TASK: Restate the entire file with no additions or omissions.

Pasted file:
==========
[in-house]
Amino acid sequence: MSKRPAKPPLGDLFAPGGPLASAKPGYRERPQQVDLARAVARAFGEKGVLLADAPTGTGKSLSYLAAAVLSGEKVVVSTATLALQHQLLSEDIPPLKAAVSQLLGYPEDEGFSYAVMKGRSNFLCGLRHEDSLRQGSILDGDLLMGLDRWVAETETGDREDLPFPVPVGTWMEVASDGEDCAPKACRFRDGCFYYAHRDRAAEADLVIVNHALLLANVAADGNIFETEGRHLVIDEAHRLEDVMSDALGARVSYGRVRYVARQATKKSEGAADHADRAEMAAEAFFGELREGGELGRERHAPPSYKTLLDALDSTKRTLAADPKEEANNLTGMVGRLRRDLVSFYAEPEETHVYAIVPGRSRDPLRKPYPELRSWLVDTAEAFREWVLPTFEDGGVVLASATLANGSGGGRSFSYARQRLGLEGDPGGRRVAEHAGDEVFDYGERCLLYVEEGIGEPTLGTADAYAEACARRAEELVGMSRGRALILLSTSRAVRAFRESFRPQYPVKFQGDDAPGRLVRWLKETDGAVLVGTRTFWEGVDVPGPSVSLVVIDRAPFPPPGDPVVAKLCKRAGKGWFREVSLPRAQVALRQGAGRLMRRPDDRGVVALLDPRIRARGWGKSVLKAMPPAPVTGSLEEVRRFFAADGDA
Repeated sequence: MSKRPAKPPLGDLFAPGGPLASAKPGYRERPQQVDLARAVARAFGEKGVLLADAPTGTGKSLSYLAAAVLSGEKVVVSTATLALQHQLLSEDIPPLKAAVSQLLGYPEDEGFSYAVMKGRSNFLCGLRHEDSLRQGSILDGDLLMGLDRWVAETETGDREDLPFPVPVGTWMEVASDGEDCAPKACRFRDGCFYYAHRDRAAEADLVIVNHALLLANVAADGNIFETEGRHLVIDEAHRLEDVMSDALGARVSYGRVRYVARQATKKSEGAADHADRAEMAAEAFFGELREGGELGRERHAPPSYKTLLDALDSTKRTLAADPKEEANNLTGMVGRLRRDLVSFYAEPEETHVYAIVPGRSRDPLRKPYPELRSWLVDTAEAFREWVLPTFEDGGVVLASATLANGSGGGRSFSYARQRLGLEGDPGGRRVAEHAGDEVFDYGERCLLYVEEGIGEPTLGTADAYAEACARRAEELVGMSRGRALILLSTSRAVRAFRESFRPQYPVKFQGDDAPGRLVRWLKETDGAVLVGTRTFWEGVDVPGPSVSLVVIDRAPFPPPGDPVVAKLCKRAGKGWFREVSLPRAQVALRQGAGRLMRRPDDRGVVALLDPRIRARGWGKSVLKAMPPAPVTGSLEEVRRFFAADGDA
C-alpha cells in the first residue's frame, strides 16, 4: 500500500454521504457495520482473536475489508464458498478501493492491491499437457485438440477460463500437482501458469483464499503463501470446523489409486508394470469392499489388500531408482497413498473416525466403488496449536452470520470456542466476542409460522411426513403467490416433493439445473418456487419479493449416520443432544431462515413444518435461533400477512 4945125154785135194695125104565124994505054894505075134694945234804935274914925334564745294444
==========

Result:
[in-house]
Amino acid sequence: MSKRPAKPPLGDLFAPGGPLASAKPGYRERPQQVDLARAVARAFGEKGVLLADAPTGTGKSLSYLAAAVLSGEKVVVSTATLALQHQLLSEDIPPLKAAVSQLLGYPEDEGFSYAVMKGRSNFLCGLRHEDSLRQGSILDGDLLMGLDRWVAETETGDREDLPFPVPVGTWMEVASDGEDCAPKACRFRDGCFYYAHRDRAAEADLVIVNHALLLANVAADGNIFETEGRHLVIDEAHRLEDVMSDALGARVSYGRVRYVARQATKKSEGAADHADRAEMAAEAFFGELREGGELGRERHAPPSYKTLLDALDSTKRTLAADPKEEANNLTGMVGRLRRDLVSFYAEPEETHVYAIVPGRSRDPLRKPYPELRSWLVDTAEAFREWVLPTFEDGGVVLASATLANGSGGGRSFSYARQRLGLEGDPGGRRVAEHAGDEVFDYGERCLLYVEEGIGEPTLGTADAYAEACARRAEELVGMSRGRALILLSTSRAVRAFRESFRPQYPVKFQGDDAPGRLVRWLKETDGAVLVGTRTFWEGVDVPGPSVSLVVIDRAPFPPPGDPVVAKLCKRAGKGWFREVSLPRAQVALRQGAGRLMRRPDDRGVVALLDPRIRARGWGKSVLKAMPPAPVTGSLEEVRRFFAADGDA
Repeated sequence: MSKRPAKPPLGDLFAPGGPLASAKPGYRERPQQVDLARAVARAFGEKGVLLADAPTGTGKSLSYLAAAVLSGEKVVVSTATLALQHQLLSEDIPPLKAAVSQLLGYPEDEGFSYAVMKGRSNFLCGLRHEDSLRQGSILDGDLLMGLDRWVAETETGDREDLPFPVPVGTWMEVASDGEDCAPKACRFRDGCFYYAHRDRAAEADLVIVNHALLLANVAADGNIFETEGRHLVIDEAHRLEDVMSDALGARVSYGRVRYVARQATKKSEGAADHADRAEMAAEAFFGELREGGELGRERHAPPSYKTLLDALDSTKRTLAADPKEEANNLTGMVGRLRRDLVSFYAEPEETHVYAIVPGRSRDPLRKPYPELRSWLVDTAEAFREWVLPTFEDGGVVLASATLANGSGGGRSFSYARQRLGLEGDPGGRRVAEHAGDEVFDYGERCLLYVEEGIGEPTLGTADAYAEACARRAEELVGMSRGRALILLSTSRAVRAFRESFRPQYPVKFQGDDAPGRLVRWLKETDGAVLVGTRTFWEGVDVPGPSVSLVVIDRAPFPPPGDPVVAKLCKRAGKGWFREVSLPRAQVALRQGAGRLMRRPDDRGVVALLDPRIRARGWGKSVLKAMPPAPVTGSLEEVRRFFAADGDA
C-alpha cells in the first residue's frame, strides 16, 4: 500500500454521504457495520482473536475489508464458498478501493492491491499437457485438440477460463500437482501458469483464499503463501470446523489409486508394470469392499489388500531408482497413498473416525466403488496449536452470520470456542466476542409460522411426513403467490416433493439445473418456487419479493449416520443432544431462515413444518435461533400477512 4945125154785135194695125104565124994505054894505075134694945234804935274914925334564745294444